6. Heat Recovery
About half the heat of combustion is dissipated usefully from the final combustion unit; the other half is recovered from the flue gas by means of a conventional heat exchanger.
7. Ash Recovery
Ash and calcium sulfate dust would be kept in suspension through a heat recovery unit by maintaining adequate conveying gas velocity. Cooled flue gas would then be conducted to an ash storage bin in a convenient location, e.g. outdoors to a cyclone. On small installations, a small, efficient cyclone may provide adequate dust removal; on larger installations, a back-up bag filter may be required.
It is a purpose of this invention to eliminate or greatly reduce the disadvantages of prior art methods of coal burning to permit the economic burning of coal in much smaller installations than the prior art permits.
My invention overcomes the difficulties previously encountered by using granulated coal and partial gasification. In its simplest form, my invention consists, first, of passing granulated coal having a particle diameter of about 0.01 to 0.03 inch with air through a partial combustion unit (Stage 1) heated to a temperature of about 800 to 1,000 degrees Fahrenheit. The coal/air stream is introduced tangentially to the partial combustion unit at high velocity so that any coal which adheres to the walls is contacted by high velocity gas and burned away at a high rate, thereby preventing progressive buildup of solids on the walls and eventual plugging.
The mixture exiting from the top of the partial combustion unit is then tangentially blown into the top end of a second vessel, the final combustion unit (Stage 2), where complete combustion occurs. Recycling of the mixture produced within Stage 2 comprising the reaction gases, coke and ash from an exit port located at the bottom of said second vessel is provided to assure complete combustion.
This invention is directed to an apparatus comprising:
(a) a partial gasification unit comprising an externally heated tube, an inlet means for injecting a mixture of granulated coal and air tangentially into one end of the tube and an outlet means deposed at the opposite end of the tube (stage 1);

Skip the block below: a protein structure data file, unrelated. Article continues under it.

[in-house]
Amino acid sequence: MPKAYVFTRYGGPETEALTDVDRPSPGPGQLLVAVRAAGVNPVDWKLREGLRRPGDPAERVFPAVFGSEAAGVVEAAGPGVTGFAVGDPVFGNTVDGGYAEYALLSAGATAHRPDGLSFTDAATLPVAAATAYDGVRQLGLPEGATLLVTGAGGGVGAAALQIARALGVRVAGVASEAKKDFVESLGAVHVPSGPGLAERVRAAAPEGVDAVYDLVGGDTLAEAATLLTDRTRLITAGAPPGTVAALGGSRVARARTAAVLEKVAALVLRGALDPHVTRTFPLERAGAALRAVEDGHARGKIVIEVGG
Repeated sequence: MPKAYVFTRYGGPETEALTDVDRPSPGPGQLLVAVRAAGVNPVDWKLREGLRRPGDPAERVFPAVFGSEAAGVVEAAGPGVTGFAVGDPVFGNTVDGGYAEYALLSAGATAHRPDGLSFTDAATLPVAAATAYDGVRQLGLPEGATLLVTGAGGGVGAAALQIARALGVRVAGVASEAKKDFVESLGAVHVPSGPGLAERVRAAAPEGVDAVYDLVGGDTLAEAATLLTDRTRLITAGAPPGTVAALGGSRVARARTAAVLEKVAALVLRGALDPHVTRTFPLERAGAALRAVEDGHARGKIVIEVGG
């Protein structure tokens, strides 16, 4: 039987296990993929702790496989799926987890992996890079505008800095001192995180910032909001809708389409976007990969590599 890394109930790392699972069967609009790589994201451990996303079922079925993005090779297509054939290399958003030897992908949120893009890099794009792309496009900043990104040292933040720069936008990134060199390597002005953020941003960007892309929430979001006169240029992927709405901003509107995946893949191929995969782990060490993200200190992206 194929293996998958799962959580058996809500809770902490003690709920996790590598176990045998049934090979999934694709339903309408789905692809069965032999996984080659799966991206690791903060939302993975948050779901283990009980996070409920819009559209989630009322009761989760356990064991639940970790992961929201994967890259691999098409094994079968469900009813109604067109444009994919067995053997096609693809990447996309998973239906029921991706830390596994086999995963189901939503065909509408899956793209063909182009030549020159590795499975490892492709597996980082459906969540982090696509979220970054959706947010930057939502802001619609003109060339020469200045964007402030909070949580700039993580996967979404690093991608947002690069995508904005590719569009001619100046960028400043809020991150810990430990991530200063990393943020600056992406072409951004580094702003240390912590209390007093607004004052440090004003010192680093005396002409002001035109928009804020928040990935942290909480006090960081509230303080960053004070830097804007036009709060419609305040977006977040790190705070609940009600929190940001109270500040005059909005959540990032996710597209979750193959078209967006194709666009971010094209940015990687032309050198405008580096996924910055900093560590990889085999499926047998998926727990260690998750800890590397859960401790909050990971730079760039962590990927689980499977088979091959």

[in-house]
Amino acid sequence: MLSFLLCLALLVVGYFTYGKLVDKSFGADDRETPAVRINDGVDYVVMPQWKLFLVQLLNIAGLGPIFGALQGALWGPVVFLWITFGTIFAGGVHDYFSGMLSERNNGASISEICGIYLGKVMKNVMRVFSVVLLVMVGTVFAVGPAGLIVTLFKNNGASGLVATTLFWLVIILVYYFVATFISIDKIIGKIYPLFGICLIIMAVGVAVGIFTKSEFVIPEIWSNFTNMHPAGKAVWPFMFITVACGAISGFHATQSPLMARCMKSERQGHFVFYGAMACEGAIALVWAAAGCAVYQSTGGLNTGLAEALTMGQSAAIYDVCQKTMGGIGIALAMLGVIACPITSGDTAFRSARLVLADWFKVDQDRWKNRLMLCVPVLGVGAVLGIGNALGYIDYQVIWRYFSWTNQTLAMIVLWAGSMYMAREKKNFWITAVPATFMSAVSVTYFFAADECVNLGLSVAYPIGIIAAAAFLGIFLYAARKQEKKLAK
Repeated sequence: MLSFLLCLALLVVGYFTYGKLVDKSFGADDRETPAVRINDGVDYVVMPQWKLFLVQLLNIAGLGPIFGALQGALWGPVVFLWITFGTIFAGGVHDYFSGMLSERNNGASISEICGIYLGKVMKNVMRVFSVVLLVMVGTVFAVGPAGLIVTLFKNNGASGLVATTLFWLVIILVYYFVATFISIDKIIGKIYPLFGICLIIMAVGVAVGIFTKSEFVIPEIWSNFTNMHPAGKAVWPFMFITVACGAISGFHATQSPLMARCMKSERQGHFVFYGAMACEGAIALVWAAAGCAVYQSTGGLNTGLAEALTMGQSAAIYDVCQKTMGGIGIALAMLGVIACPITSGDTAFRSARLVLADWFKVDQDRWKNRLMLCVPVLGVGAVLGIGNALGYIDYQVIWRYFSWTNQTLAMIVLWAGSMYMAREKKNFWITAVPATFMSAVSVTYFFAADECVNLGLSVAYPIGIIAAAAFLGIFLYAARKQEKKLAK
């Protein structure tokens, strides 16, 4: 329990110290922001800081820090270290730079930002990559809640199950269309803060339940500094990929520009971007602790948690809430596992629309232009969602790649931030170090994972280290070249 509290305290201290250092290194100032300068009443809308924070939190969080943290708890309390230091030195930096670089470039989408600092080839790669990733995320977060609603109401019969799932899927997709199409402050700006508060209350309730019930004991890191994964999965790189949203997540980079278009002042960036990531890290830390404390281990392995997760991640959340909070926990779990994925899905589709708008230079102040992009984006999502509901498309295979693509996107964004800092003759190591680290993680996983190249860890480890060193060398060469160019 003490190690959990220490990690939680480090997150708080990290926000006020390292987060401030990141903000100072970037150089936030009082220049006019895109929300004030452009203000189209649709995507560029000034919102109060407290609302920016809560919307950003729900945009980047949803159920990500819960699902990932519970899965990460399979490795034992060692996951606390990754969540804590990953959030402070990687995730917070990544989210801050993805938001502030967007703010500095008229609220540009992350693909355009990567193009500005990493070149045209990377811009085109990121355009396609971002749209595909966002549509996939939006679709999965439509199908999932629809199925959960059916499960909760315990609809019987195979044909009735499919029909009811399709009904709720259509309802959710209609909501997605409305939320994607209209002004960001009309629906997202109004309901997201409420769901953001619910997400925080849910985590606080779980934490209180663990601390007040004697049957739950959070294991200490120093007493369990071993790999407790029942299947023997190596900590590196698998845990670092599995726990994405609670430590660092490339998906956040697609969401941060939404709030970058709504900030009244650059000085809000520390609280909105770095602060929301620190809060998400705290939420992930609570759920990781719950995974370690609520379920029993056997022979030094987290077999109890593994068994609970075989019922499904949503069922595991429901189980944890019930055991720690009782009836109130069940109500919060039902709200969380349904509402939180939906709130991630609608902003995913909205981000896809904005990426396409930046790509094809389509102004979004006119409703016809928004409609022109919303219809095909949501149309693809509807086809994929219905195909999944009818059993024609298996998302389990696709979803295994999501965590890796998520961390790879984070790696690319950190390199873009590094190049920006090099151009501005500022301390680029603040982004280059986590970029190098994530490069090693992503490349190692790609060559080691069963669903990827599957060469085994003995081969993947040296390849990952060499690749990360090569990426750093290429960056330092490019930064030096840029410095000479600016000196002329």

(b) a jet pump or eductor comprising a powering nozzle, mixing zone and discharge venturi connected to the outlet means of the partial gasification unit, which is powered by the remaining two thirds of the combustion air to suck a portion of the products from the final combustion unit which is recycled to the final combustion unit;
(c) a final tubular combustion unit (Stage 2), connected to the discharger side of the eductor, and equipped with a tangential inlet means, a central gas exhaust means in the manner of a conventional cyclone separator, a central solids discharge means in the manner of a conventional cyclone from which some gas can be drawn along with the solids to assist discharge and recycling and a heat transfer means for the removal of heat from the outer surface to control or limit internal temperature to safely below the ash fusion temperature of the coal being used; and
(d) a pipe means operatively connected from the central solids discharge means to the educator for recycling unburned coke particles, along with some ash and sufficient gas to entrain or convey solids.
The mixture injected into the top of the final combustion unit comprises combustion unit product, final combustion air supply and recycled gas. At this stage of combustion the coal has been converted to particles of coke. The products from the final combustion unit are exited by means of the central gas exhaust means.
More particularly, this invention is directed to an apparatus for the combustion of granular coal comprising a first tubular reactor having a combined air and granular coal inlet means for tangentially introducing air and granular coal into the reactor, external heating means, insulation means, and an outlet means wherein the coal is partially burned in the tubular apparatus which is heated, by the combustion, to a temperature no more than 50 to 100 degrees Fahrenheit below the fusion temperature of the ash produced from the coal used to produce a partial combustion product composed of unburned coal which has been converted to coke, ash and of combustion gases, which is exited to a jet pump and then tangentially to a second tubular reactor (Stage 2) comprising a cylindrical furnace having a conical shaped portion extending to an outlet means and an exhaust means. Final combustion occurs in said second tubular reactor and the final combustion products are exited from the reactor by the exhaust means for the extraction of heat and disposal to a chimney. The jet pump receives, at its inlet, air and partial combustion products from the first tubular reactor and from its vacuum section recycled solids and gas from Stage 2. By injecting the fuel tangentially into the tubular reactor of the furnace, substantially all the coal is burned without exceeding the ash fusion temperature which would cause clinker formation or plugging. The ash produced has a powdery consistency.
The novel features that are considered characteristic of this invention are set forth with particularity in the appended claims. The invention, itself, however, both as to its organization and method of operation as well as additional objects and advantages thereof, will be best understood from the following description when read in connection with the accompanying drawings in which:
FIG. 1 is a top plan view of the furnace of this invention; and
FIG. 2 is a side elevational view partially broken away of the invention.
The system of this invention comprises the following components: